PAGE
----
Extra rib may be sign of mammoth decline

by Timothy Oleson
Friday, August 8, 2014

High rates of a congenital defect in woolly mammoths may offer evidence that inbreeding and environmental stress contributed to the animals' demise during the Late Pleistocene, according to a new analysis of fossil mammoth neck bones.

Scientists led by Jelle Reumer of the Rotterdam Museum of Natural History in the Netherlands searched museum collections of neck vertebrae from Late Pleistocene specimens of Mammuthus primigenius that had inhabited the North Sea region. They found that one-third of the fossils showed evidence of stubby bones called cervical ribs projecting from the sides of the vertebrae. By comparison, the researchers reported in the journal PeerJ that only 3.6 percent (one in 28) of vertebrae analyzed from modern Asian and African elephants — the closest living relatives of the mammoths — featured a cervical rib, a 10-fold difference.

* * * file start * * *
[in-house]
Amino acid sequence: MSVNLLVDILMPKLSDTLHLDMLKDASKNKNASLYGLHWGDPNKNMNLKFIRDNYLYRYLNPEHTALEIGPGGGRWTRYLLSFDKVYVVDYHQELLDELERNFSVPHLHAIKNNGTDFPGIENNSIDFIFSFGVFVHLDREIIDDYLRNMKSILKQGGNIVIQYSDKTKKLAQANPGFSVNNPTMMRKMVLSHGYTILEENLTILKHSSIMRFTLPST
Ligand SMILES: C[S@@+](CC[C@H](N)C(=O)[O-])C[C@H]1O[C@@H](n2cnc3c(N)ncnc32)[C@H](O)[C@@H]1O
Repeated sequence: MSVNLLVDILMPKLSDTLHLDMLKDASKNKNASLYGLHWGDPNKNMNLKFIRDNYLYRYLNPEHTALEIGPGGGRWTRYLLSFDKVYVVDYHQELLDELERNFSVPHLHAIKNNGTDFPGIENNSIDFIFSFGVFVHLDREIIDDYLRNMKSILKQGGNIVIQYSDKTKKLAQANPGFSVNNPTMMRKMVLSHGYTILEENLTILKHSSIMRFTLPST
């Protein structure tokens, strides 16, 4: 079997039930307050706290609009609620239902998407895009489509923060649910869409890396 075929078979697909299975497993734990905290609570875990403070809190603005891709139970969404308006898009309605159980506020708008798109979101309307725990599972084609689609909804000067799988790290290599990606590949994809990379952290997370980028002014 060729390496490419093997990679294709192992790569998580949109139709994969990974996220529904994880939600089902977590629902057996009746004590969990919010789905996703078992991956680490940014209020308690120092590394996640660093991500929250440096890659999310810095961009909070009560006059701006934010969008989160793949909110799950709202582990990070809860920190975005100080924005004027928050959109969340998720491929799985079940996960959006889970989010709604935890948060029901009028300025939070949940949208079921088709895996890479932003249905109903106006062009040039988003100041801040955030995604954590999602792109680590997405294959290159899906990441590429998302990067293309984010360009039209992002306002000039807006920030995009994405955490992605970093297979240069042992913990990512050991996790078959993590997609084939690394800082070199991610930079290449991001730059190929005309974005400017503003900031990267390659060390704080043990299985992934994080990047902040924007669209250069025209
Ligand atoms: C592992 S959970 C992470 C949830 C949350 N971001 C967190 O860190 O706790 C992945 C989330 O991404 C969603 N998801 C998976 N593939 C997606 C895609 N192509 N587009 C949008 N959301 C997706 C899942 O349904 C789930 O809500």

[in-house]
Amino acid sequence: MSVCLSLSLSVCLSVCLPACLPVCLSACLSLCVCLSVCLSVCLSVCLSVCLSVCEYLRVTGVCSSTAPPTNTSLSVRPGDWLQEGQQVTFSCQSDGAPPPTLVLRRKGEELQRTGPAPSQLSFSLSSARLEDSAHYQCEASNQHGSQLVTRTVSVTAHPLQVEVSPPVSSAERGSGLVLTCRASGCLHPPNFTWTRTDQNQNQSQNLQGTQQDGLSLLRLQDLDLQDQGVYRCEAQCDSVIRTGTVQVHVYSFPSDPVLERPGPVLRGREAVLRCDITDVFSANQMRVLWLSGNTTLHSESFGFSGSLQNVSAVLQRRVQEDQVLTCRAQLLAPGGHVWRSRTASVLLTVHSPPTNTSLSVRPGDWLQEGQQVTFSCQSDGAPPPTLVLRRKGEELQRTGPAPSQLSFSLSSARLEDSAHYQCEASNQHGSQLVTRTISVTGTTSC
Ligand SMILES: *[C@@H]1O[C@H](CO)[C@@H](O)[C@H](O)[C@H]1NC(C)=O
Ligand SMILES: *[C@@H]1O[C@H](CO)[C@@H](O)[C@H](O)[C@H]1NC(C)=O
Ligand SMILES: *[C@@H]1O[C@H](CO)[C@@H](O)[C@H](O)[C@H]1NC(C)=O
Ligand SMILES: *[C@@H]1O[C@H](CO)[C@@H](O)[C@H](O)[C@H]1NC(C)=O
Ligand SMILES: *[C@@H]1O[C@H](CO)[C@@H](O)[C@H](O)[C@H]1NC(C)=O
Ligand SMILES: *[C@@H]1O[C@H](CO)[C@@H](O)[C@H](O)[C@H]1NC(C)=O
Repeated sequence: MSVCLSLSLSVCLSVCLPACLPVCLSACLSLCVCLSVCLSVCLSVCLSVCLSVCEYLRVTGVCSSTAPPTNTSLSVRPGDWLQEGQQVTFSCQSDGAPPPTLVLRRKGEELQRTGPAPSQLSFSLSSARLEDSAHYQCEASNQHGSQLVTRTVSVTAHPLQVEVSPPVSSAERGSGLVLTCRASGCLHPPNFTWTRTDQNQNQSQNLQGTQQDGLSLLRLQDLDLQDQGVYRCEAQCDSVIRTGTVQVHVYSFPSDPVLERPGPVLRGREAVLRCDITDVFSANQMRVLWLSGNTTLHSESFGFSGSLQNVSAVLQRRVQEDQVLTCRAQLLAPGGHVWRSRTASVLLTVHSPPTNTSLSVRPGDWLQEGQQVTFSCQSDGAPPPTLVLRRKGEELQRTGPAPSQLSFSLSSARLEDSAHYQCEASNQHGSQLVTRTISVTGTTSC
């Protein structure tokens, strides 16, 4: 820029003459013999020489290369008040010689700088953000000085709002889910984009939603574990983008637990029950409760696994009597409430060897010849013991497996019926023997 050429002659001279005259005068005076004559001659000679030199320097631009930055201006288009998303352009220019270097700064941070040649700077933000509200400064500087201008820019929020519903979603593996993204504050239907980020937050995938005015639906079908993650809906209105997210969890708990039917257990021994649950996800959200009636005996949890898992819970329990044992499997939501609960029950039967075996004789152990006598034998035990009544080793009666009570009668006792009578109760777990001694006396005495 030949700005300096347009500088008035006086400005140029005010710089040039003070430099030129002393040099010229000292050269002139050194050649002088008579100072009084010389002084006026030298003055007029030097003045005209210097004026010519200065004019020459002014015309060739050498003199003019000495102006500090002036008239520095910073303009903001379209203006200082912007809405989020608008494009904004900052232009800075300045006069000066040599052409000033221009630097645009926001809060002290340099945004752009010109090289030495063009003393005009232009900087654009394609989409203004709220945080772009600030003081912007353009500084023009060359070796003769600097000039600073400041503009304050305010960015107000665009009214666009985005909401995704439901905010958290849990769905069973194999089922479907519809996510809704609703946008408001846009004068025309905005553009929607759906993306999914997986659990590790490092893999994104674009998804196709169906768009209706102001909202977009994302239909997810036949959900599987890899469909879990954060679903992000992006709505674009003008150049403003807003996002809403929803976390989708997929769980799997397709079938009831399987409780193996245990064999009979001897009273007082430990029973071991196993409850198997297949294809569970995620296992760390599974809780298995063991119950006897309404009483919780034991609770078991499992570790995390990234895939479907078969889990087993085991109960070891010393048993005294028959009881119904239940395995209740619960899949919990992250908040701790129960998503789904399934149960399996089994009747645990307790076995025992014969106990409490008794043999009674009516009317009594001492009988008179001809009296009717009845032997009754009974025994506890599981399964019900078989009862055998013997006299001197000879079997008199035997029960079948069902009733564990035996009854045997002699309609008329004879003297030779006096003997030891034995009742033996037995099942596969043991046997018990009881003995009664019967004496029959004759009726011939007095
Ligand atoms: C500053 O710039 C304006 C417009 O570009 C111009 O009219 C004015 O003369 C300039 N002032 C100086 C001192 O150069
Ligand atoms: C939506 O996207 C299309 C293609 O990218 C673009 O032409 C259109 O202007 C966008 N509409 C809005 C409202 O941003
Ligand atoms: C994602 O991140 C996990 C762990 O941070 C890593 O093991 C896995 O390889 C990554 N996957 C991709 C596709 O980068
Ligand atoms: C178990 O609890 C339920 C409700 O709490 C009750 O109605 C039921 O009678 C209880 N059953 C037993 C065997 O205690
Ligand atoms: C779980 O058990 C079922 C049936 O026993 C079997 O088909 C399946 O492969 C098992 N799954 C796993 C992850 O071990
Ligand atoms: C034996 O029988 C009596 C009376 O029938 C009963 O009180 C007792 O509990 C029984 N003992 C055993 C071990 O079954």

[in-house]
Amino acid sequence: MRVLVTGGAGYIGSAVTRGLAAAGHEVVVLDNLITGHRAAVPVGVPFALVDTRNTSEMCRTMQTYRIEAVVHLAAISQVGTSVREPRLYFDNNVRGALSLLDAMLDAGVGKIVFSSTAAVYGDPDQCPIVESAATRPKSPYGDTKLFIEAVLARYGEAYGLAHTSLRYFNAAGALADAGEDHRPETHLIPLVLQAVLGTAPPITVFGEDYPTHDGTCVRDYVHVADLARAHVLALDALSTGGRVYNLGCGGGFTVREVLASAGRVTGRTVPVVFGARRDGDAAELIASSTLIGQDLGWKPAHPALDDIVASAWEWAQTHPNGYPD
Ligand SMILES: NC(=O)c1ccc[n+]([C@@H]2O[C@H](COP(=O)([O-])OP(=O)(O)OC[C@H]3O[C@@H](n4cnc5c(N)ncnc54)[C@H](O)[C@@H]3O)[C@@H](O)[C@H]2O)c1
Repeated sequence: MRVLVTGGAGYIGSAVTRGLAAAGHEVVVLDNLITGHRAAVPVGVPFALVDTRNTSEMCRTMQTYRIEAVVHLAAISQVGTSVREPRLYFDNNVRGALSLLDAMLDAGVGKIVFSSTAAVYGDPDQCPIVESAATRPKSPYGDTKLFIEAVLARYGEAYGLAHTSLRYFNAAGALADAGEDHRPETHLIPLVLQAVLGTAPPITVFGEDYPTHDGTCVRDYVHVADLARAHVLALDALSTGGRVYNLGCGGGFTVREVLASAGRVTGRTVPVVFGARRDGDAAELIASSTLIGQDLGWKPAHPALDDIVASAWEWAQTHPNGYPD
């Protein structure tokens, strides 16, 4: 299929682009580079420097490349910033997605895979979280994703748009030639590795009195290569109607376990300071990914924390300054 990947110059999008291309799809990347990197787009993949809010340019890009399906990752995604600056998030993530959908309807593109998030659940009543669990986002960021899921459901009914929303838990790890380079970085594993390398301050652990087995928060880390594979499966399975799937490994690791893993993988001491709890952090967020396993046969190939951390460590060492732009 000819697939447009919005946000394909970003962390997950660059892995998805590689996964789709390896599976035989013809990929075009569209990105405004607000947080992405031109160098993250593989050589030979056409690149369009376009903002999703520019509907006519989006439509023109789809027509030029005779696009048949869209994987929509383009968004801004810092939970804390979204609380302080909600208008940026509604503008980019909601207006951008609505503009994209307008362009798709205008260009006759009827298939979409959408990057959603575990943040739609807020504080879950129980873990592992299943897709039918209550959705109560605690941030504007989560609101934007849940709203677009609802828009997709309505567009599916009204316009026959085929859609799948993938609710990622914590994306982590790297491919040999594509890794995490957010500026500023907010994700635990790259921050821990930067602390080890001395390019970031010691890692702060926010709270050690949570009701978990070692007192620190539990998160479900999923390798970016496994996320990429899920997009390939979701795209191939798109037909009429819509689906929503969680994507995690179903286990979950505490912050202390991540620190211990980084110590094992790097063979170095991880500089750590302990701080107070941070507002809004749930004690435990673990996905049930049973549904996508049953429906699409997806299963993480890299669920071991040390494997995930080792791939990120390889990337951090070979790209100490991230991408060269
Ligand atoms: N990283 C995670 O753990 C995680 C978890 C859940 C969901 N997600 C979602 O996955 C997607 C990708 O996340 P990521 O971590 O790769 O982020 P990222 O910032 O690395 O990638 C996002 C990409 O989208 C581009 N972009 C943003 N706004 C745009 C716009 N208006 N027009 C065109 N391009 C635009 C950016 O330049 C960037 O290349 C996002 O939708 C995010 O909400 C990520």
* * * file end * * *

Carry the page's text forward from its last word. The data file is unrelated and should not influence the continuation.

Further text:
Most mammals have seven cervical vertebrae in their necks, which, unlike vertebrae farther down the spine, are not attachment sites for ribs. However, cervical ribs — protruding from the sixth or seventh neck vertebrae — do occur in small but variable proportions of different mammalian species; less than 1 percent of humans have them. Although the extra bones are generally considered benign themselves, their occurrence is often accompanied by other congenital defects, signifying the role of genetic or environmental stress during early embryonic development.

Reumer and his colleagues suggested that the apparently high occurrence of neck ribs among Late Pleistocene North Sea mammoths could be symptomatic of harsh environmental conditions at the time, as well as population stresses on the animals that led to inbreeding. Such a “vulnerable condition may well have contributed to the eventual extinction of the woolly mammoths,” they wrote.

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